How others will see it. No Country for Old Men achieved greater success at the Academy Awards than any other Coen brothers film, winning four major Oscars. Fargo had won "only" two. The film was also a commercial success. It is highly popular with the public, and currently ranks #109 on the imdb.com Top 250.
The user ratings, however, indicate a noticeable age and gender gap. Older audiences are less approving, perhaps because of the violence, the death of three Mosses, the ineffectiveness of the sheriff, and the fact that the serial killer gets away with it. Also, the story is often confusing: why did Llewelyn return to the murder scene with a gallon of water? Did he really think the gunshot victim would still be alive or around, hours later, to tell him something useful? Women may in some cases consider the film unpleasant, or care less for it because their gender is barely represented. Female lead Kelly Macdonald has only a few scenes.
How I felt about it. It really shouldn't have been a shock that Llewelyn dies. He had used up all of his nine lives by then. It is a surprise that Chigurh is the clear winner: he kills much of the cast, and not only does he survive, but he avoids the law and gets the suitcase full of money.
For someone who has seen at least a thousand movies made during the Production Code era, it is always mildly annoying to see Crime Does Pay depicted onscreen. I understand that the filmmaker has more freedom, and that stories have more suspense, without a Production Code. It is also closer to reality: how many tyrants have committed mass murder, yet enjoyed to a ripe old age the power and wealth that ensued? Still, wouldn't it have been cool had Carla Jean whipped out a small handgun from her purse and shot Chigurh between the eyes?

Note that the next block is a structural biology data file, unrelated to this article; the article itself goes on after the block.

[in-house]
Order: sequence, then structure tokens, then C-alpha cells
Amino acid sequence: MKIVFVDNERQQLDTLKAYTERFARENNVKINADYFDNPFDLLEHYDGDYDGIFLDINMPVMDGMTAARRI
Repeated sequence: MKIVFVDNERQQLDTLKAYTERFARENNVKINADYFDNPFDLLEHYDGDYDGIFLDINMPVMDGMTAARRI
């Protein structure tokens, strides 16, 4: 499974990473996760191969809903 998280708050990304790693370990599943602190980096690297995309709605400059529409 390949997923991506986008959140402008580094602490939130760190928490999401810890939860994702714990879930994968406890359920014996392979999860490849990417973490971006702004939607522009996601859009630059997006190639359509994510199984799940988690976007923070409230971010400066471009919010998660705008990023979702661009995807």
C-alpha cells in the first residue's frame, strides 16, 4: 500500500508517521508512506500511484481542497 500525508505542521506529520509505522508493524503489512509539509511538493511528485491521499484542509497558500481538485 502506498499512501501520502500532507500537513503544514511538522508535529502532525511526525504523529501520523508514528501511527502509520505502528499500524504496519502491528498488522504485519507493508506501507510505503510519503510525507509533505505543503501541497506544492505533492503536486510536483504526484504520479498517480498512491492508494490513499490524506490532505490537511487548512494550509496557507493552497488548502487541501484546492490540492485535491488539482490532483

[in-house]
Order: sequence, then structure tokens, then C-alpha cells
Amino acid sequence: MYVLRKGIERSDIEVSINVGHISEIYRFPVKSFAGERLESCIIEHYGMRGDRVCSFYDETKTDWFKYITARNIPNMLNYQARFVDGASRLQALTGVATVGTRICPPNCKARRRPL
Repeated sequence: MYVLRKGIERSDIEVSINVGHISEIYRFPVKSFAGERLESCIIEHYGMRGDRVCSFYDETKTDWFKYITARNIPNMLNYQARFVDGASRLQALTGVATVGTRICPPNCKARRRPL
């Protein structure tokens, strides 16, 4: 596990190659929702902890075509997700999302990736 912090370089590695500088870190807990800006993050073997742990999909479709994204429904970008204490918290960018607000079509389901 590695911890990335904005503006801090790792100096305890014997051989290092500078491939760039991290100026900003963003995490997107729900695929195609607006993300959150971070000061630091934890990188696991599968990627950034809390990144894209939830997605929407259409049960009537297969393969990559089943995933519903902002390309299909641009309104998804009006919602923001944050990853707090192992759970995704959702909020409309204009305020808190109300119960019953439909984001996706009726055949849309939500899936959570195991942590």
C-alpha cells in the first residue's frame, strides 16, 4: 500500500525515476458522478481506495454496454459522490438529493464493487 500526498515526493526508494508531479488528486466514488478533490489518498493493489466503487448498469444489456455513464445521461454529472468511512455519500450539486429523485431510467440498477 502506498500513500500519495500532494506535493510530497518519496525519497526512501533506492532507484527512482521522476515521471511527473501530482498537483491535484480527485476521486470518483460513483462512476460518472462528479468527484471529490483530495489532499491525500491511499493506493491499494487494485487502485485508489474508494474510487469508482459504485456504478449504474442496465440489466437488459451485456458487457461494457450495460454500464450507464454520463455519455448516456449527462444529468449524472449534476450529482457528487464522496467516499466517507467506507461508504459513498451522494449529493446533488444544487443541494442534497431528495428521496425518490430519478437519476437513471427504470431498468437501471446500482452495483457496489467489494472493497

It would have been out of character, however, and perhaps it is correct that Chigurh comes out on top. He has no remorse, no personal ties, and he is a professional. This distinguishes him from Llewelyn, an amateur at playing hitman and handicapped by his desire to protect his wife.
But there are a few curious things about this movie. Tommy Lee Jones is first-billed, but has a relatively small role. Three different groups of Mexican gangsters are important to the story, yet barely show up onscreen. How does Chigurh get the drop on Woody Harrelson? If a man is handcuffed behind his back, is it really possible for him to switch the cuffs to his front (try to do this yourself). Can a man outrun a jeep until he reaches the side of a cliff (in Texas??). Why didn't the Mexicans at the first motel think of checking the air vents for the suitcase? Texas in 1980 had a record hot summer, but this is unreferenced in the story.